Building Your #LocalGov Network

Posted on September 20, 2021

Networking: Blue People connected by dashes

Today’s Morning Buzz is brought to you by Katie Beemer, recent MPA graduate. Connect on Twitter, LinkedIn, or Instagram.

  • What I’m Reading:  Joanne Fluke’s Chocolate Cream Pie Murder, I like a good mystery, especially one that includes recipes.
  • What I’m Watching: The Best Baker in America, if you enjoy cooking competitions, this most recent season has been a fun tour of America’s culinary traditions.
  • What I’m Listening To: Small Town Podcast by Georgia Mayor Matt Seale (an enjoyable look into many of the small towns we in municipal government work for, and an exploration of what makes every place special).


When I decided to pursue a career in local government, one of my favorite things quickly became the welcoming nature of those in the field, a kinship that is rare to see in the professional world. One of my fondest memories of attending my first ICMA conference came when following the conclusion of the day’s events, my fellow students and I were at a restaurant, and we had probably five or six tables of city managers come over throughout the meal, eager to tell us about their careers and offer advice. This is something I have seen over and over again through job shadows, internships, and professional development that local government professionals love to connect. If you are new to the field and looking to make some connections, here are some ways you can do so:

  1. Join and take advantage of professional organizations. There is a professional organization for every type of local government professional, and these organizations often have free memberships for students or those new to the field. While you’re there: make sure you take full advantage of all they have to offer. Many of them offer mentorship programs or free professional development. Ask what is included in your membership, and make sure you read the newsletters they send out. They might connect you with another great group. Some examples of groups if you are looking to get started: ELGL, International City/County Manager’s Association, American Planning Association, Government Finance Officers Association, International Association for Public Participation, National Forum for Black Public Administrators, Local Government Hispanic Network, International Network of Asian Public Administrators, SheLeadsGov, American Public Works Association, National Association of County Administrators, and many many others.
  2. Connect with your state’s local government league. Every state has a local government league, which exists to help advocate for your cities. Your league may hold professional development opportunities, work with the state chapters of the aforementioned professional organizations, have committees you can serve on to gain more experience, and offer networking. I love the Michigan Municipal League, and so appreciate all of the work they do to keep us informed on state legislation, as well as coordinate information flows. I have also met many great friends through their programming and strengthened my relationships with the city managers in my region of the state. Through their facilitation of conversation, we had discussions on everything from pandemic mitigation strategies to how to best spend the American Rescue Plan dollars to regional strategies for shoreline erosion. They help to connect us on a regional level.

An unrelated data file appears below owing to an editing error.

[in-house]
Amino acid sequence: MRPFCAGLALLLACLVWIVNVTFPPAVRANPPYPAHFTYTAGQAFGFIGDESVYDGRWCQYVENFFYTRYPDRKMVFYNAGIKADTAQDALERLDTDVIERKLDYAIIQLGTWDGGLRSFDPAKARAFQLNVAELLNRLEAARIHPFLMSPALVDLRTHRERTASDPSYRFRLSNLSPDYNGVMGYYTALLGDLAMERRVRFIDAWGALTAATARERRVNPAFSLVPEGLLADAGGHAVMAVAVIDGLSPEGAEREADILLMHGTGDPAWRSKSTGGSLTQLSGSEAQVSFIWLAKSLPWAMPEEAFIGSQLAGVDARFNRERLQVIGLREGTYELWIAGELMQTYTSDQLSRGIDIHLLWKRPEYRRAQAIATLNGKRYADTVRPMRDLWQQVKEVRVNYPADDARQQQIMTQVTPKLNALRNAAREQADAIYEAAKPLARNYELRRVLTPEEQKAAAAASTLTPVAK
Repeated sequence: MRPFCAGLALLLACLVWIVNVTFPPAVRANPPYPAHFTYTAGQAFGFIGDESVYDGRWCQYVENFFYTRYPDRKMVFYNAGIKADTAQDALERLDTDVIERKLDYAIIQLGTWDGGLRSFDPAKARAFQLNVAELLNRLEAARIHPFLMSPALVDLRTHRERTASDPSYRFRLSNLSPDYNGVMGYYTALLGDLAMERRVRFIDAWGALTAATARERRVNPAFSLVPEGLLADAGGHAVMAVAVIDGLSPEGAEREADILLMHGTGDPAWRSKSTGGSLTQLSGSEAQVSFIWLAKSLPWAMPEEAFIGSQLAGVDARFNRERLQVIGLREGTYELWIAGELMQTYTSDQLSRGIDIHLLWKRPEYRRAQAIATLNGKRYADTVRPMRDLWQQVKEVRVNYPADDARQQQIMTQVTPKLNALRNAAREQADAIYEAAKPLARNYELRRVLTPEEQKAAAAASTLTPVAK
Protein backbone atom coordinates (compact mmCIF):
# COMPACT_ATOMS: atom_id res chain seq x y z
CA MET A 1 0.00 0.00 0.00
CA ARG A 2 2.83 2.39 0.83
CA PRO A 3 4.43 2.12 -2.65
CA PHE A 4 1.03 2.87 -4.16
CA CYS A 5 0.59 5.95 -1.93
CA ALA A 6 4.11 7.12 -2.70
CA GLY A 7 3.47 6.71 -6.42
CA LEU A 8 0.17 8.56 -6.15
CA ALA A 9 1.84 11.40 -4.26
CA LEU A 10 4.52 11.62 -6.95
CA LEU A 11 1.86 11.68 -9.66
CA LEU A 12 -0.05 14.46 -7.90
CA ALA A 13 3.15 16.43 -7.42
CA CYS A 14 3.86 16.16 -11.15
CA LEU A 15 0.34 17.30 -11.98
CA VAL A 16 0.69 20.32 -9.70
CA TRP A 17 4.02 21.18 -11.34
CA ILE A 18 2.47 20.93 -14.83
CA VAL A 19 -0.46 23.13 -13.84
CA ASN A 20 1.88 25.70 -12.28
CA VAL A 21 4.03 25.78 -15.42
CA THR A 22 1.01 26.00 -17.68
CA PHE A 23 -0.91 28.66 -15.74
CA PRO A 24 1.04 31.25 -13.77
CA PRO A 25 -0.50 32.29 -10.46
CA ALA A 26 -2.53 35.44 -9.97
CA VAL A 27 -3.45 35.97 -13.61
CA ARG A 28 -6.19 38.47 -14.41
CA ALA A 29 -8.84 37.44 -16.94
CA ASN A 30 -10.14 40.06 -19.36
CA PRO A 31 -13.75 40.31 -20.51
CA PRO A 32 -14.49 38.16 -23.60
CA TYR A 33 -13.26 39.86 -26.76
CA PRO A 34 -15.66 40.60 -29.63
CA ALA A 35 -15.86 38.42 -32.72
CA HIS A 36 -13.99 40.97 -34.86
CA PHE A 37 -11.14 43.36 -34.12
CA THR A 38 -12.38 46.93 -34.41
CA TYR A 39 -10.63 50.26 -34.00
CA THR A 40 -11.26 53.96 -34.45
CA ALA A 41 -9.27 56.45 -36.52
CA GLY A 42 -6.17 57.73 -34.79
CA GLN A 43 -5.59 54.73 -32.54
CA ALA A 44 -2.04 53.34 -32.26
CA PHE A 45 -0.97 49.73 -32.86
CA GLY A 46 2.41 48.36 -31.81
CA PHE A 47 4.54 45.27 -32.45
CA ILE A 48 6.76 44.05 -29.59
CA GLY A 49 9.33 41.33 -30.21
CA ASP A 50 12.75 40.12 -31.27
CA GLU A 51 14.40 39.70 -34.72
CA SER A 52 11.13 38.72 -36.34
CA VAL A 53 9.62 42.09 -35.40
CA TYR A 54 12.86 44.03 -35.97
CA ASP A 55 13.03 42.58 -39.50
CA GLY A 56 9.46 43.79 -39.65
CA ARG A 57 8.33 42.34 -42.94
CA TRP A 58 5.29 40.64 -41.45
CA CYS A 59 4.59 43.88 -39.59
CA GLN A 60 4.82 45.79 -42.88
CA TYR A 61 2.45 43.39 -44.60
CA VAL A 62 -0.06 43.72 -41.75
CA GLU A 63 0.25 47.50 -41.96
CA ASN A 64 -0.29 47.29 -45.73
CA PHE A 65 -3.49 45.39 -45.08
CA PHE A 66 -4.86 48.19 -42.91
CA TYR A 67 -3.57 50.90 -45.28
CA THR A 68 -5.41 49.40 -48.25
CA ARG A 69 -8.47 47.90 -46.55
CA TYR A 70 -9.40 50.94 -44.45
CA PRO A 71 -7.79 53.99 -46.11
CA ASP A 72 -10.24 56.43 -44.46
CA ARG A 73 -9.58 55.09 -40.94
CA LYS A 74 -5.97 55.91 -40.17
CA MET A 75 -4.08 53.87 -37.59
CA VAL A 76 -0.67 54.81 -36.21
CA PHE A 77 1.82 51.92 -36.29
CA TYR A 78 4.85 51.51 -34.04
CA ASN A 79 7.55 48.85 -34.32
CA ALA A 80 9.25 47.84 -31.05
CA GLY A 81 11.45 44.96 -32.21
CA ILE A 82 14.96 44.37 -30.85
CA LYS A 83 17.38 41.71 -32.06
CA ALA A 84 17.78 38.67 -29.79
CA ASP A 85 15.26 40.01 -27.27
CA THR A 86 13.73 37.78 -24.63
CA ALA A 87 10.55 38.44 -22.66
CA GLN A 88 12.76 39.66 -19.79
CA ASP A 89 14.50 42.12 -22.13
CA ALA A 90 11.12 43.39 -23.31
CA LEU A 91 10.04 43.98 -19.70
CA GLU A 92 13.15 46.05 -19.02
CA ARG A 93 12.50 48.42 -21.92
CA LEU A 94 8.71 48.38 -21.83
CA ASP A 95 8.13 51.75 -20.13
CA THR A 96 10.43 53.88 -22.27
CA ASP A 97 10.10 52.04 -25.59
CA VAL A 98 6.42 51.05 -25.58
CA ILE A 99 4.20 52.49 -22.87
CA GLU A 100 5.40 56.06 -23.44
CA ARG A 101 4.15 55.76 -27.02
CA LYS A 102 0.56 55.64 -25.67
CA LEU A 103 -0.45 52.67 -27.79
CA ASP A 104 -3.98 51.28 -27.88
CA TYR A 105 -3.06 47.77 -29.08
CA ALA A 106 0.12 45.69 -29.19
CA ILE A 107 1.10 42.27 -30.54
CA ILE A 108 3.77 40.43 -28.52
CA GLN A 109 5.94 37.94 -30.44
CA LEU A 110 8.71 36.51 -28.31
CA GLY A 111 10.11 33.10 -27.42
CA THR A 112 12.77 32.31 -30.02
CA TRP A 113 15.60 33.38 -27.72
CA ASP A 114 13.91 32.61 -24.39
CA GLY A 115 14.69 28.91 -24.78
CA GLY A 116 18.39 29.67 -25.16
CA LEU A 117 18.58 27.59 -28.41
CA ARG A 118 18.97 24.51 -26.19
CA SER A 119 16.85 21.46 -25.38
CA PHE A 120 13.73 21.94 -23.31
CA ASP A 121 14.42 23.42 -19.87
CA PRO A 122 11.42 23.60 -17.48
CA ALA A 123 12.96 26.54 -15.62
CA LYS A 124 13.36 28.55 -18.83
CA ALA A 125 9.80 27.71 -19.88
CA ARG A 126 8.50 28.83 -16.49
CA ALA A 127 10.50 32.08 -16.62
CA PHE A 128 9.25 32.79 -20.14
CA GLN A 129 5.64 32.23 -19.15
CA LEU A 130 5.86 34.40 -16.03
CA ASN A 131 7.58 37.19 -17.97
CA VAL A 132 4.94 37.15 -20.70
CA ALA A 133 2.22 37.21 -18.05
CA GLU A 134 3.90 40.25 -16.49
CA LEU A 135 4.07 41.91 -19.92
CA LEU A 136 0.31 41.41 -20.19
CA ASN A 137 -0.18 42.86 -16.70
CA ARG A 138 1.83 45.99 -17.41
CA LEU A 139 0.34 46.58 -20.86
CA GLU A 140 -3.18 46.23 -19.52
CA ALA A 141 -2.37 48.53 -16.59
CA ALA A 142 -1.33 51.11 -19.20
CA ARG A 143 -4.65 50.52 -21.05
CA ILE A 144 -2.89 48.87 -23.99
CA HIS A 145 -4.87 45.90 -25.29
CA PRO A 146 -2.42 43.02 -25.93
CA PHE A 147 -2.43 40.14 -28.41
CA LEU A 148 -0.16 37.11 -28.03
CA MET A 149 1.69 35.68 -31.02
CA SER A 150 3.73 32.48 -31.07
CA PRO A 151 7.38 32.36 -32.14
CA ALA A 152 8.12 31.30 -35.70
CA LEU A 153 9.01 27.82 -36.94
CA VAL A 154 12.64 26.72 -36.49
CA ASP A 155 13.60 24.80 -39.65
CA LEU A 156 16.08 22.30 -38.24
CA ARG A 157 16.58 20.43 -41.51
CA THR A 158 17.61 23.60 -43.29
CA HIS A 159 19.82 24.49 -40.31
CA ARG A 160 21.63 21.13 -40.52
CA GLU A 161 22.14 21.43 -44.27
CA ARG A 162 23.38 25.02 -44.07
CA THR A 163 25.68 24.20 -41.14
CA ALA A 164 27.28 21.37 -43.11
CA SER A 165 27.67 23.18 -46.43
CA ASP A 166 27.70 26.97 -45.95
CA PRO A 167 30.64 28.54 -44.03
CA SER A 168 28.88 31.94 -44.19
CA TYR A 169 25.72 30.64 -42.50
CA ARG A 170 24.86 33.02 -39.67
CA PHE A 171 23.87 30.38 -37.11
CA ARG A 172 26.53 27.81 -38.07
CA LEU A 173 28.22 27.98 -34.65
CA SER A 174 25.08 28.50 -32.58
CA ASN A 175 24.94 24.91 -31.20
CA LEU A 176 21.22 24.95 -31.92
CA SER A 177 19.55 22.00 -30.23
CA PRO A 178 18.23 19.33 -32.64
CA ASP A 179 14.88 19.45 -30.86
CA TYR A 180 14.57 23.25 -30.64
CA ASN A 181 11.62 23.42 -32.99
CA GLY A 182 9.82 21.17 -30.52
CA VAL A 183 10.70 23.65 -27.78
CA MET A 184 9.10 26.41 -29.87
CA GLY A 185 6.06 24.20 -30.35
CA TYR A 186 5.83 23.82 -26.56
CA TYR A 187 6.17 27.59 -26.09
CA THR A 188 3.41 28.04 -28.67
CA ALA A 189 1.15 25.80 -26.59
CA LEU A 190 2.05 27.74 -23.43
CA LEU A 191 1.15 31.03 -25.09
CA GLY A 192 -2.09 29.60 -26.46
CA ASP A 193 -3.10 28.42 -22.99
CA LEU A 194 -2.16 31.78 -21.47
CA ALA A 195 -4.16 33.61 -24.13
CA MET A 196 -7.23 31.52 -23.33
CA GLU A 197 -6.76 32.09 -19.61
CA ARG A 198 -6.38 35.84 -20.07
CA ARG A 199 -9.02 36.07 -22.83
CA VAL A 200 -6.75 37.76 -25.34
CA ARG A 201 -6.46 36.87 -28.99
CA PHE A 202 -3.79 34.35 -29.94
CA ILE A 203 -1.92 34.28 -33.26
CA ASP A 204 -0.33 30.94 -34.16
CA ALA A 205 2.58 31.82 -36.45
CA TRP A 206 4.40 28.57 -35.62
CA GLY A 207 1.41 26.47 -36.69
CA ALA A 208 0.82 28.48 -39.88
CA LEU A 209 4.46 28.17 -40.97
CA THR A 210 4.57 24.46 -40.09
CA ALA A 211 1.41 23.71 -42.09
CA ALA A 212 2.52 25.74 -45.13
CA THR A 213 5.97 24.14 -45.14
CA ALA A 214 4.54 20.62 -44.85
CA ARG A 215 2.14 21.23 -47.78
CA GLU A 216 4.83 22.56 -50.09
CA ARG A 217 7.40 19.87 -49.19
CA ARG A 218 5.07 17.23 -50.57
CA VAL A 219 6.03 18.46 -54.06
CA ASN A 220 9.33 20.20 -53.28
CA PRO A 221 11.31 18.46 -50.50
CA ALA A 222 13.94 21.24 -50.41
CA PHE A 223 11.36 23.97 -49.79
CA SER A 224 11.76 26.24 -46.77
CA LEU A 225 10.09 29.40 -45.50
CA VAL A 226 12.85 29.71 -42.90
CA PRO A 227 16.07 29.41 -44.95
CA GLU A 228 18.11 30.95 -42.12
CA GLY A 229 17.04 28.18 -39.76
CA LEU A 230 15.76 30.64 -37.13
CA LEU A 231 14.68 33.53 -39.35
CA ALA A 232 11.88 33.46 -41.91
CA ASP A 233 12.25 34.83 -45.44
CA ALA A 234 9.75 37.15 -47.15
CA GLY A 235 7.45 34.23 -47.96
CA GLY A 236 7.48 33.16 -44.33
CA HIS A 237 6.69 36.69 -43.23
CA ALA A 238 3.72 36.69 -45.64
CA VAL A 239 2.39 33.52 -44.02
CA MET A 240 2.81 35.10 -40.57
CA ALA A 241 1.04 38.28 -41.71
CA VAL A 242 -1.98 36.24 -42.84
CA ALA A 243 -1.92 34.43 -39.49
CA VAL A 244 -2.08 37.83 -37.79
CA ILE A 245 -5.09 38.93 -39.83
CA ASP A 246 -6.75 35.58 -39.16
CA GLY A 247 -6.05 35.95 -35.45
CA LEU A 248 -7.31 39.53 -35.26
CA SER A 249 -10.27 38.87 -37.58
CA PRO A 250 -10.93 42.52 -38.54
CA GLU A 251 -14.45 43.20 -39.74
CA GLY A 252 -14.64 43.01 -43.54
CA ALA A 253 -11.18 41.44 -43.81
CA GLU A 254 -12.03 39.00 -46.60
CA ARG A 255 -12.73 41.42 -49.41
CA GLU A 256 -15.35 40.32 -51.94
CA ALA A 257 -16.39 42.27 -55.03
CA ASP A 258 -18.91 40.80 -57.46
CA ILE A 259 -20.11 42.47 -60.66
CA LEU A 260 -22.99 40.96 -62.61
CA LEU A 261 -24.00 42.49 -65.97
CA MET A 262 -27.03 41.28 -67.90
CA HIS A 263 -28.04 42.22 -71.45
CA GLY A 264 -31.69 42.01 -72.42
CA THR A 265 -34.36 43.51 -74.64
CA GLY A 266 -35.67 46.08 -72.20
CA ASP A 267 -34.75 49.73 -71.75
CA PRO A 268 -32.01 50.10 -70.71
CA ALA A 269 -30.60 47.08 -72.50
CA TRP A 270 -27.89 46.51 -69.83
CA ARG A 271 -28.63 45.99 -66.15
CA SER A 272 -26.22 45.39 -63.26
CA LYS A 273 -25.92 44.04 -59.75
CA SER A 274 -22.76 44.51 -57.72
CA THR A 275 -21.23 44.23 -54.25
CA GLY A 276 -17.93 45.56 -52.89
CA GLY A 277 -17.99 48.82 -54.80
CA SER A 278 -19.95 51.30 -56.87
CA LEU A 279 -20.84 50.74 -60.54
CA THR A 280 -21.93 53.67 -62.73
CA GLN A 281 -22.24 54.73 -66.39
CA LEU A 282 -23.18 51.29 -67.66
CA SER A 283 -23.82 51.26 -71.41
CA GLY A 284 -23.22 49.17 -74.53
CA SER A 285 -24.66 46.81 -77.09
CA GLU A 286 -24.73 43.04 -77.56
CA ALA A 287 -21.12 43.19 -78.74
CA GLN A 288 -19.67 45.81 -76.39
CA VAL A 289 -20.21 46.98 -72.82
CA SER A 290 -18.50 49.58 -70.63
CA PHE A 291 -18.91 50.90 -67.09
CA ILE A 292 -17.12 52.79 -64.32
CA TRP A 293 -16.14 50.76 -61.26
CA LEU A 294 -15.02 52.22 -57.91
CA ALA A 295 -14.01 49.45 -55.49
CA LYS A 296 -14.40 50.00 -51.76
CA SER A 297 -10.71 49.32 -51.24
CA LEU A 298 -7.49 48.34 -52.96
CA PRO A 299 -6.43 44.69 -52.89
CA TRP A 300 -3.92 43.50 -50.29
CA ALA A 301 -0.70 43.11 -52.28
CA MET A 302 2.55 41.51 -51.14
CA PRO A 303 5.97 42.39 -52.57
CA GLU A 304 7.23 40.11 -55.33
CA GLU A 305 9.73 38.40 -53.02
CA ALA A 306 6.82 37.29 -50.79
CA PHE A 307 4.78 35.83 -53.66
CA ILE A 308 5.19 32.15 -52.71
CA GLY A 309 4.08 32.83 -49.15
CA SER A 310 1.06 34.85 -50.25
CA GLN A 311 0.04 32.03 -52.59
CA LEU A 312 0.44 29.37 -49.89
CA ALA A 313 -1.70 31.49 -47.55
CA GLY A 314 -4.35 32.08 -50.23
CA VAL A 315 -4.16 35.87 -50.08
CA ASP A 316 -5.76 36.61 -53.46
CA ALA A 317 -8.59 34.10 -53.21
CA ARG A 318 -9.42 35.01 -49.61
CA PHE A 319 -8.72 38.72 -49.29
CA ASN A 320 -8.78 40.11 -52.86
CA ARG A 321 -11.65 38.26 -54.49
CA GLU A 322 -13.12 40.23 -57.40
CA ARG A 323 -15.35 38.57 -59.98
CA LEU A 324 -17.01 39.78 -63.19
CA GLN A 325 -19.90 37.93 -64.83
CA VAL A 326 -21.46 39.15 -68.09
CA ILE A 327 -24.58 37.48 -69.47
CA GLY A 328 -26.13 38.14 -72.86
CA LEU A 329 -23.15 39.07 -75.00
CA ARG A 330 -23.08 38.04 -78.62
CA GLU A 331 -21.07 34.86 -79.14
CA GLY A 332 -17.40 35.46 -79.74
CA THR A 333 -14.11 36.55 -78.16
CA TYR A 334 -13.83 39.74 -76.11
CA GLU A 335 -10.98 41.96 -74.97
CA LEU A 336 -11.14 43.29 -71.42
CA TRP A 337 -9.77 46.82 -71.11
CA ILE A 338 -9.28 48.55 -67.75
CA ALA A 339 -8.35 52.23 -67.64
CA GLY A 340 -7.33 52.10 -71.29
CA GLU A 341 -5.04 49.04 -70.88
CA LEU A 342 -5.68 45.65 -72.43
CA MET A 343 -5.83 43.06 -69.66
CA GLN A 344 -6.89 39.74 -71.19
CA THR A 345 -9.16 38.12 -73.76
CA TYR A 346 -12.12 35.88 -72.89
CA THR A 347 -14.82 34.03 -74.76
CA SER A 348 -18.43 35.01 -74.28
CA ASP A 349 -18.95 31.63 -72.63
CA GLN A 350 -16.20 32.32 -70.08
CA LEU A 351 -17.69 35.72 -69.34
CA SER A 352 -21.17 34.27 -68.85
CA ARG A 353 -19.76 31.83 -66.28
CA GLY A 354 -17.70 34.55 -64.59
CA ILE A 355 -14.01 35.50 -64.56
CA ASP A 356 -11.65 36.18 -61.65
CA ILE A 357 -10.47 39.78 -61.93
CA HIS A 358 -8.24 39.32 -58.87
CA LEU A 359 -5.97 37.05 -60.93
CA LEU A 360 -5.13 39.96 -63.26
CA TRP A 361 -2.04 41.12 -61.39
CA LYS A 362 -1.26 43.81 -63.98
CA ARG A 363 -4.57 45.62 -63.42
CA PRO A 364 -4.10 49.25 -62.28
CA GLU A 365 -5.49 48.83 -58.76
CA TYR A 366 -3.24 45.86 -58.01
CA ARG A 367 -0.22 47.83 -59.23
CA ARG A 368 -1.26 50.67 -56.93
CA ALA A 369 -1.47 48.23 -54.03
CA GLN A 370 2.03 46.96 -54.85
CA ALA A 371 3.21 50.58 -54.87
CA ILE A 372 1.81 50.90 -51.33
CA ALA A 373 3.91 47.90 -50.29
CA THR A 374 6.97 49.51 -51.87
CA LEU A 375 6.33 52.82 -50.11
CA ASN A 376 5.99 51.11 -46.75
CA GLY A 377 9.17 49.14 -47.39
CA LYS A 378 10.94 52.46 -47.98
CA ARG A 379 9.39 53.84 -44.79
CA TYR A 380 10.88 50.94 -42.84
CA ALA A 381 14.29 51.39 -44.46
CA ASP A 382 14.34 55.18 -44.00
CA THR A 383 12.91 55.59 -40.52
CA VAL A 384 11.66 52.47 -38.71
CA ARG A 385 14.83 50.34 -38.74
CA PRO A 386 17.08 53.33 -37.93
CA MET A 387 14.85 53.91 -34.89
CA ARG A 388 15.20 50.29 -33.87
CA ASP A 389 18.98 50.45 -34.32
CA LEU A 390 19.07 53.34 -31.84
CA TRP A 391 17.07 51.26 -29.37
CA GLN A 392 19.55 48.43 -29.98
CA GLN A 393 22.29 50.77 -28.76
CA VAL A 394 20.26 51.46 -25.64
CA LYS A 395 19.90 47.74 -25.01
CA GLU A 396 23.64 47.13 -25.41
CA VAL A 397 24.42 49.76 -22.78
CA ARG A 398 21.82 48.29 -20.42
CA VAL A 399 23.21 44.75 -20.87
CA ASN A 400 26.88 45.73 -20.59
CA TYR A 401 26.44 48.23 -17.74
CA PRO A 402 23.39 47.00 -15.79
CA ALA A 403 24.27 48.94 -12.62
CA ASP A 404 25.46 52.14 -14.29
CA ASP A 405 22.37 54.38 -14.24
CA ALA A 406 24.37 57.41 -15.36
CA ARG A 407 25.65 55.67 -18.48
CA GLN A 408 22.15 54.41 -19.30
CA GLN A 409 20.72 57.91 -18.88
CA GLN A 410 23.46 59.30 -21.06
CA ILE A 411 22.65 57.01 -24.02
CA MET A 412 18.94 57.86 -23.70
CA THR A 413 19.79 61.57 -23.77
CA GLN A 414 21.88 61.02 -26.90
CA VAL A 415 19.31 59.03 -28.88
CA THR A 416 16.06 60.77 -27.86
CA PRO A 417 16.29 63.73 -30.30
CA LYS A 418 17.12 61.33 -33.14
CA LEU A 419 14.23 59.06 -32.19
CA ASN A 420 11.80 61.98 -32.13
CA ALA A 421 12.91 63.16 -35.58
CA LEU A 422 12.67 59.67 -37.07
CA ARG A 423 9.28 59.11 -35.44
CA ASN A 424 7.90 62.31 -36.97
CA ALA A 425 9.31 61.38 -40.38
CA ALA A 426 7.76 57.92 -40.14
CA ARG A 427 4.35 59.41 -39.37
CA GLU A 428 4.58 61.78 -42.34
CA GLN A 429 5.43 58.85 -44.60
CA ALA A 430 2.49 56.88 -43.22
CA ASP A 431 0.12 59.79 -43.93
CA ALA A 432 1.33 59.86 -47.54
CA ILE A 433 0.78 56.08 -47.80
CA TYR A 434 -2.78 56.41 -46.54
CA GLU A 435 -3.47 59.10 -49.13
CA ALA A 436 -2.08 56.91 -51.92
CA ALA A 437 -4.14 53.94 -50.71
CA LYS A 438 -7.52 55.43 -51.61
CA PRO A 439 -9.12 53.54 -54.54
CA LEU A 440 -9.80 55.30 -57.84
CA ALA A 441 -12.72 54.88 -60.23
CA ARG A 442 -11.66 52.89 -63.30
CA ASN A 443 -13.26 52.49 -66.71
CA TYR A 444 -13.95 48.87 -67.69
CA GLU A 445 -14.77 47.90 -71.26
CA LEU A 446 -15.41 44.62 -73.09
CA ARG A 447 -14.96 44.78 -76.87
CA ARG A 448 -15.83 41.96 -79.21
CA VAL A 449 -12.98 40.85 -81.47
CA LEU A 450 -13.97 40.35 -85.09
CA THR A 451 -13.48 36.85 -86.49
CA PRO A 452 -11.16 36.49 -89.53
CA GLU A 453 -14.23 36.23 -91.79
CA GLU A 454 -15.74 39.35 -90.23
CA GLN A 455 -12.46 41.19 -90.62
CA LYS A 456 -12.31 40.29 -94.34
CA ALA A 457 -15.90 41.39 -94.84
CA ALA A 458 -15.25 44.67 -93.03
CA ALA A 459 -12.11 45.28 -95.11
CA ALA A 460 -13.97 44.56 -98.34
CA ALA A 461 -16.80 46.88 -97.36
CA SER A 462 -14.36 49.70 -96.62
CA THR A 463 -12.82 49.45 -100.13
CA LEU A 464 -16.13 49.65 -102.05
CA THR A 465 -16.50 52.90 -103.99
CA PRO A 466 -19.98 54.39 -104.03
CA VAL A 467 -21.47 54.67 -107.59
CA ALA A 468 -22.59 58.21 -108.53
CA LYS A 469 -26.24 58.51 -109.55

3. Don’t be afraid to reach out. If you’re looking to break into the field, job shadows are a great way to get early connections and learn something new, or see if someone might want to meet for lunch. Some of the best things I’ve learned about the field have come from job shadows, and sometimes what it takes to kickstart your creative process is just to hear how someone else is dealing with or dealt with the same problem.
  4. There are a variety of ways you can volunteer in local government. You can give back to the profession by serving on a committee for a professional organization; by doing this you can meet other professionals with similar interests within your job. You can serve on a location-specific committee. For example, I serve on a committee for the Michigan Municipal League, and through that have gotten to meet other managers within the state. You could also see about serving on a committee that has a regional purpose such as a transportation authority or housing commission. Finally, other departments within your municipality or nearby municipalities might hold volunteer opportunities. Join your watershed council for a river cleanup, or the parks team in an invasive species pull, or the chamber of commerce in a community event. By doing so, you may meet new local government professionals, or people in fields adjacent to local government.
  5. Attend meetings. Especially if you have not yet entered the field, attending public meetings can be a great way to meet other local government professionals, as well as making observations about different strategies for work. With open meetings laws, you can attend not only council meetings, but often other boards and commissions, or other levels of government’s meetings. By attending these meetings (and introducing yourself afterwards), you can learn not only more about the communities you live in or near, but also network.
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